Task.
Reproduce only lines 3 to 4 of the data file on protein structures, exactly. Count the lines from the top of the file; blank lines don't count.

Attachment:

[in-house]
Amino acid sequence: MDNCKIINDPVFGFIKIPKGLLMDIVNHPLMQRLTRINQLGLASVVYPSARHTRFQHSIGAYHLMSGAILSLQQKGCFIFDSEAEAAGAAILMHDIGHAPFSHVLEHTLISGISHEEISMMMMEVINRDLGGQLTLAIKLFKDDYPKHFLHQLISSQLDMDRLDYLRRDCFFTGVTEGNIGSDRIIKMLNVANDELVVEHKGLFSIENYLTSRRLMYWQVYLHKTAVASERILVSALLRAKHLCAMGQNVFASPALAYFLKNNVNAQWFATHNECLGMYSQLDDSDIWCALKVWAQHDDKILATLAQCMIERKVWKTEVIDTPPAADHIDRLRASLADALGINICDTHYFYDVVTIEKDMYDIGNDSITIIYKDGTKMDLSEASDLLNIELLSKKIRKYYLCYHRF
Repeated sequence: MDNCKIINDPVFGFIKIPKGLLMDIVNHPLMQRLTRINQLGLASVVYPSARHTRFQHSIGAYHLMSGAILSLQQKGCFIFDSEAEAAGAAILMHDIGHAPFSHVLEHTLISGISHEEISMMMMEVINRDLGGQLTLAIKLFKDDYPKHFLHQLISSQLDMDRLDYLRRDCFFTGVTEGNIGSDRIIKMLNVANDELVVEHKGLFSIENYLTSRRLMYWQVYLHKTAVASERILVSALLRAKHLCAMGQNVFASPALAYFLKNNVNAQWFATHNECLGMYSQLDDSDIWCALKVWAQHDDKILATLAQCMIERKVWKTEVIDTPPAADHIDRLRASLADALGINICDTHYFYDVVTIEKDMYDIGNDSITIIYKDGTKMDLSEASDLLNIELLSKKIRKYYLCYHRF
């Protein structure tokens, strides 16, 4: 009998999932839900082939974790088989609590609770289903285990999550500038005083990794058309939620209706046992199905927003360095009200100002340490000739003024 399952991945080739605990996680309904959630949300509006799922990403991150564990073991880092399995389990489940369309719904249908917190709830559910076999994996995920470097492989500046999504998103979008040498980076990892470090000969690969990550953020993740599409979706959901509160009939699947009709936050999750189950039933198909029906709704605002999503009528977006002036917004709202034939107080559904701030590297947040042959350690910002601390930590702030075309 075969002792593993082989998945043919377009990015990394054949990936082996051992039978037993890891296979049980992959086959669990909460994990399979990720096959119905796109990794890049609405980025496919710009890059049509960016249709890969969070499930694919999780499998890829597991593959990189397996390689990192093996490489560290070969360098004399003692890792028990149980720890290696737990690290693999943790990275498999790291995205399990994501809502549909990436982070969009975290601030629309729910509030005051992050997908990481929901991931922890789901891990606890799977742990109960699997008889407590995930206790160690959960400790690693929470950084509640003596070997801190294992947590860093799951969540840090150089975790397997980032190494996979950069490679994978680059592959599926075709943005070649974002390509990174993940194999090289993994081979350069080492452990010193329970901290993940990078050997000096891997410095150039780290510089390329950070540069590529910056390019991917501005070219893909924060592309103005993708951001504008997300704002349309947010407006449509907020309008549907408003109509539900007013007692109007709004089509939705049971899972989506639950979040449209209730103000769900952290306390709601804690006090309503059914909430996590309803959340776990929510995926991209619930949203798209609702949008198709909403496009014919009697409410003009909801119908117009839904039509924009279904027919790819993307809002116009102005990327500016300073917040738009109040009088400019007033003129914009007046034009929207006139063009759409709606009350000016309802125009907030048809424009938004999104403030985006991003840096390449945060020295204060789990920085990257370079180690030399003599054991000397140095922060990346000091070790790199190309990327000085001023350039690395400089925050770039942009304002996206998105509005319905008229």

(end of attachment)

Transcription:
Repeated sequence: MDNCKIINDPVFGFIKIPKGLLMDIVNHPLMQRLTRINQLGLASVVYPSARHTRFQHSIGAYHLMSGAILSLQQKGCFIFDSEAEAAGAAILMHDIGHAPFSHVLEHTLISGISHEEISMMMMEVINRDLGGQLTLAIKLFKDDYPKHFLHQLISSQLDMDRLDYLRRDCFFTGVTEGNIGSDRIIKMLNVANDELVVEHKGLFSIENYLTSRRLMYWQVYLHKTAVASERILVSALLRAKHLCAMGQNVFASPALAYFLKNNVNAQWFATHNECLGMYSQLDDSDIWCALKVWAQHDDKILATLAQCMIERKVWKTEVIDTPPAADHIDRLRASLADALGINICDTHYFYDVVTIEKDMYDIGNDSITIIYKDGTKMDLSEASDLLNIELLSKKIRKYYLCYHRF
């Protein structure tokens, strides 16, 4: 009998999932839900082939974790088989609590609770289903285990999550500038005083990794058309939620209706046992199905927003360095009200100002340490000739003024 399952991945080739605990996680309904959630949300509006799922990403991150564990073991880092399995389990489940369309719904249908917190709830559910076999994996995920470097492989500046999504998103979008040498980076990892470090000969690969990550953020993740599409979706959901509160009939699947009709936050999750189950039933198909029906709704605002999503009528977006002036917004709202034939107080559904701030590297947040042959350690910002601390930590702030075309 075969002792593993082989998945043919377009990015990394054949990936082996051992039978037993890891296979049980992959086959669990909460994990399979990720096959119905796109990794890049609405980025496919710009890059049509960016249709890969969070499930694919999780499998890829597991593959990189397996390689990192093996490489560290070969360098004399003692890792028990149980720890290696737990690290693999943790990275498999790291995205399990994501809502549909990436982070969009975290601030629309729910509030005051992050997908990481929901991931922890789901891990606890799977742990109960699997008889407590995930206790160690959960400790690693929470950084509640003596070997801190294992947590860093799951969540840090150089975790397997980032190494996979950069490679994978680059592959599926075709943005070649974002390509990174993940194999090289993994081979350069080492452990010193329970901290993940990078050997000096891997410095150039780290510089390329950070540069590529910056390019991917501005070219893909924060592309103005993708951001504008997300704002349309947010407006449509907020309008549907408003109509539900007013007692109007709004089509939705049971899972989506639950979040449209209730103000769900952290306390709601804690006090309503059914909430996590309803959340776990929510995926991209619930949203798209609702949008198709909403496009014919009697409410003009909801119908117009839904039509924009279904027919790819993307809002116009102005990327500016300073917040738009109040009088400019007033003129914009007046034009929207006139063009759409709606009350000016309802125009907030048809424009938004999104403030985006991003840096390449945060020295204060789990920085990257370079180690030399003599054991000397140095922060990346000091070790790199190309990327000085001023350039690395400089925050770039942009304002996206998105509005319905008229």